University of Calgary

Conference draws international delegation

UToday HomeMay 14, 2012

Speakers from around the world shared information, expertise and experience with an equally diverse audience last week at the sixth Canadian Learning Commons Conference, held on campus for the first time.

The theme of this year’s conference, ‘New Media, New Fluencies and Life Skills Development: Preparing Learners for the 21st Century,’ was clearly reflected in the plenary sessions —‘Re-Learning the Commons: From Conceptual Overview to Case Study’ and ‘Common Ground, Divergent Ecosystems: Mediating New Learning in the 21st Century.’

Numerous rapidly evolving technologies supporting, and even influencing, contemporary teaching and research featured prominently in a packed program of workshops, presentations and roundtable discussions focusing on themes of peer mentoring, student engagement, student staffing, facility planning, the evolution of learning commons services, active learning spaces and virtual learning commons.

Conference coordinator Darlene Warren (associate vice provost, learning services – libraries and cultural resources) is delighted by the interest and enthusiasm of its participants.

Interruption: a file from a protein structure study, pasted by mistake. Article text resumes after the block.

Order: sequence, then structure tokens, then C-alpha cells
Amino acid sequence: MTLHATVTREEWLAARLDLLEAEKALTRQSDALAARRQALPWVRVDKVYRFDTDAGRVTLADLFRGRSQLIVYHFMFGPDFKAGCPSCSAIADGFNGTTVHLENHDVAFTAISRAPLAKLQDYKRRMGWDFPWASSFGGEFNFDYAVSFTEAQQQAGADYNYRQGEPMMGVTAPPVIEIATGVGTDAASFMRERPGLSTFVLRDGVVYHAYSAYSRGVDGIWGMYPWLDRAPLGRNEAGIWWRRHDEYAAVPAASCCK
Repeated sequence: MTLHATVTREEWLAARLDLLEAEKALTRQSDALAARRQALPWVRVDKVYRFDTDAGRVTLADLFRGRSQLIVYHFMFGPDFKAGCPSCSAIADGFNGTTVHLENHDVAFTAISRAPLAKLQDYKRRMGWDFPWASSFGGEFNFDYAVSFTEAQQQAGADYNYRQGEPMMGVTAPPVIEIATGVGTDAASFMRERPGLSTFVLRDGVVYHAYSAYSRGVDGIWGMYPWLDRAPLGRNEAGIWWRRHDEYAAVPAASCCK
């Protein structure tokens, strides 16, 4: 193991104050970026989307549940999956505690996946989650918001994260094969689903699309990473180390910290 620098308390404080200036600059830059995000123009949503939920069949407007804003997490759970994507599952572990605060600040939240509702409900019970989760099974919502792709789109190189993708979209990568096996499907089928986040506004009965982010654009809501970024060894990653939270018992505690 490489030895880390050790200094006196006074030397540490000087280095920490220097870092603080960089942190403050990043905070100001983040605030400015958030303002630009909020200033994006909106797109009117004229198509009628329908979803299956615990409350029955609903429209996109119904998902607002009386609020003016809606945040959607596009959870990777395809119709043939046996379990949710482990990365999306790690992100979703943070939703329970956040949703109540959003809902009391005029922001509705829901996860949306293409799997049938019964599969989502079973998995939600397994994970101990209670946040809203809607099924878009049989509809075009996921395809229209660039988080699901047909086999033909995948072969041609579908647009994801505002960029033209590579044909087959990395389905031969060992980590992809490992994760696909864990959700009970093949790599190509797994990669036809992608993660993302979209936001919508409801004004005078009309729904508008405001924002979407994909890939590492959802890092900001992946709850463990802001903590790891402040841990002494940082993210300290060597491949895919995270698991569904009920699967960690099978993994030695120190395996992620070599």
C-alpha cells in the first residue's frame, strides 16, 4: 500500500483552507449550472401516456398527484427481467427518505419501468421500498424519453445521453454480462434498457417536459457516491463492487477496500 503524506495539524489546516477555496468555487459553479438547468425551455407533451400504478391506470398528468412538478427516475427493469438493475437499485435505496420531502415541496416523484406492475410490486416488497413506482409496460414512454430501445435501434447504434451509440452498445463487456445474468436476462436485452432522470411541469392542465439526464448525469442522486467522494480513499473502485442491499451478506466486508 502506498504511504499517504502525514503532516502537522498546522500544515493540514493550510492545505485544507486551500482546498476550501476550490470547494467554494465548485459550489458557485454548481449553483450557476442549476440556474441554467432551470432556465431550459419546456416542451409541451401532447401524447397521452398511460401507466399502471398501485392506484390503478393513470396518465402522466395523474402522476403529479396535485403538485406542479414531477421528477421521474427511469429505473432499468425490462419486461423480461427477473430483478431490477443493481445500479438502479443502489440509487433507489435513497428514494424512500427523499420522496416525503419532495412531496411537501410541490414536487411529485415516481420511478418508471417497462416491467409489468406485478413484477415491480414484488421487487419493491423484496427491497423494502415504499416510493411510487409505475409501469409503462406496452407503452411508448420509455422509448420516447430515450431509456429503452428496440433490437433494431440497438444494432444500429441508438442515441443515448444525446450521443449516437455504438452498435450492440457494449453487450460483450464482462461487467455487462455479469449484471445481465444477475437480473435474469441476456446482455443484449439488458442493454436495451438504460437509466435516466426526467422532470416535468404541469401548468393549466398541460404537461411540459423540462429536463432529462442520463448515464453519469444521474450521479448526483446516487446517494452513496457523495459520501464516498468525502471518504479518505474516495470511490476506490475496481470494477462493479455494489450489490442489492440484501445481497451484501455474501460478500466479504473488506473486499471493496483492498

“We are thrilled to have attracted such a diverse and informed delegation to the Canadian Learning Commons Conference,” says Warren. “The overwhelmingly positive comments we received from delegates reminded us just how fortunate we are to have the state-of-the-art facilities and technologies we enjoy in our own learning commons and throughout the Taylor Family Digital Library.”

Students in any contemporary learning commons are more than users of the services, facilities and technologies provided: they become active participants in the planning process and collaborators in the delivery of present and future services, providing peer mentoring in the use of technologies, academic skills development and library research help. Such cooperation is exemplified in the collaboration between Libraries and Cultural Resources (LCR) and Information Technologies, where students have been employed as staff members since the university’s first information commons opened in 1999.

All sessions were held at the MacEwan Conference and Event Centre, with information available at